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Don’t Be a Follower — Show Creative Leadership in Your Photography
Posted By Tony Blei On September 24, 2009 @ 6:18 am In Art of Photography | 4 Comments
I was in military boot camp when I first heard the expression, “Lead, follow or get out of the way.” When we think of leaders we tend to think of drill sergeants, CEOs and politicians. But to be your best as a photographer, you need to be a leader, too.
When you first picked up your camera, you were a follower. Someone showed you how it worked and gave you instruction on proper composition. From there, you’ve worked hard and honed your skills to a sharp edge. Perhaps you’ve even won contests, or been published in major publications.
You know what this means? The time for following is over.
Why Not Lead?
Go to your bookstore’s magazine section. Take three steps back, look at the rack and pay attention. What do you see?
In all likelihood, you see hundreds of magazines that all look the same. Same subjects. Same poses. Same lighting. Just different photographers taking the pictures. Next month, if you return to the bookstore, you will see the same thing.
Who is leading?
With our digital cameras, equipment and software, we are on the cutting edge of technology. We haven’t seen so many rapid-fire developments in our field since 1826, when Nicéphore Niépce unveiled the first photograph (and his future-photographer friends said, “I could do that.”)
There’s no excuse for cookie-cutter photography today. You have no reason not to develop and share a distinct vision.
You have no excuse not to lead.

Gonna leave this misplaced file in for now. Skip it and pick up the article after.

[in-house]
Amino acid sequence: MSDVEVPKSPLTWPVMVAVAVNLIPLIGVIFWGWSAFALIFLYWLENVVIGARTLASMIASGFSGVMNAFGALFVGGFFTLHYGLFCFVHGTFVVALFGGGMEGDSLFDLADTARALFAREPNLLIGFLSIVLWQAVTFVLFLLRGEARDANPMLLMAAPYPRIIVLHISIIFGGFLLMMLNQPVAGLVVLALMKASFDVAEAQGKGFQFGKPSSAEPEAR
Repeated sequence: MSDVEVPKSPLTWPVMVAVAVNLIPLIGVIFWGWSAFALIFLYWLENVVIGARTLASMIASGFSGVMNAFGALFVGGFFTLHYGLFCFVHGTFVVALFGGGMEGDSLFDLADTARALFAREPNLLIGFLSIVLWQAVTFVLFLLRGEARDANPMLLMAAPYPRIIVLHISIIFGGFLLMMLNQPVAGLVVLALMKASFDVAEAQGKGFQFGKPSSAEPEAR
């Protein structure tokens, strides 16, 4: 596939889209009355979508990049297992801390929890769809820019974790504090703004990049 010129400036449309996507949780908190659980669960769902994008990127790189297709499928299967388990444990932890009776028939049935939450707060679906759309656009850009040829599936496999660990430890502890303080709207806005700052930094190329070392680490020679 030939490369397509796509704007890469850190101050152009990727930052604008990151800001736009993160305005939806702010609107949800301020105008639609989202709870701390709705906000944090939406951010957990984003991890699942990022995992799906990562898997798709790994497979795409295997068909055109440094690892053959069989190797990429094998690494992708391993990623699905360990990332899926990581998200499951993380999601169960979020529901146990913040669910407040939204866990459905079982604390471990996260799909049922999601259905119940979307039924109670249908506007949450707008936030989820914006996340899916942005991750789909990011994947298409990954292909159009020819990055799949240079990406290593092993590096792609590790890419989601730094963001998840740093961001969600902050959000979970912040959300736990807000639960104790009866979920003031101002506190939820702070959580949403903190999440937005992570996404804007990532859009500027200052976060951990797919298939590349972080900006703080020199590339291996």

Share Your Vision
While editing images in the newspaper photo department where I used to work, another photographer asked, “Which one do you like?” as he pointed to a couple of less-than-compelling images.
As we discussed the relative merits of each image, he conceded, “Yeah, I just didn’t know what the reporter wanted.”
In other words, the photographer was following.
I told him that he had been hired to be a visual storyteller, and that he needed to photograph the story as he saw it — not how someone else dictated it to him. By following, he sabotaged himself, and prevented others from seeing the story as it actually was.
Yes, we get hired by editors and by corporate clients. And yes, they often want a particular kind of shot. But there is almost always an opportunity to include shots that show your creativity as well.
Take what the client wants, then take what you want. You’ll be surprised how often your customer follows your lead, choosing your idea over theirs.
Just Do It
Someone once said that the only real training for leadership is to lead. You can start by doing things in a new way.
For example, if you always shoot with a tripod, try shooting without it; hand-held images captured in low light can be very beautiful. Shoot new subjects. Make new discoveries. Inspire people to look at your images and ask, “How’d you do that?”
A few years ago, I sat down with a photo-editor friend and handed him a portfolio that I had just printed and bound into book form.
“Do you want me to critique it?” he asked.
“No,” I told him. “I just want you to enjoy it.”
I had already made decisions about how the images were to be shot and arranged in the book. The portfolio was my vision, and it frankly didn’t matter whether he (or anyone else) liked it. What mattered is that I had made a decision to no longer follow.
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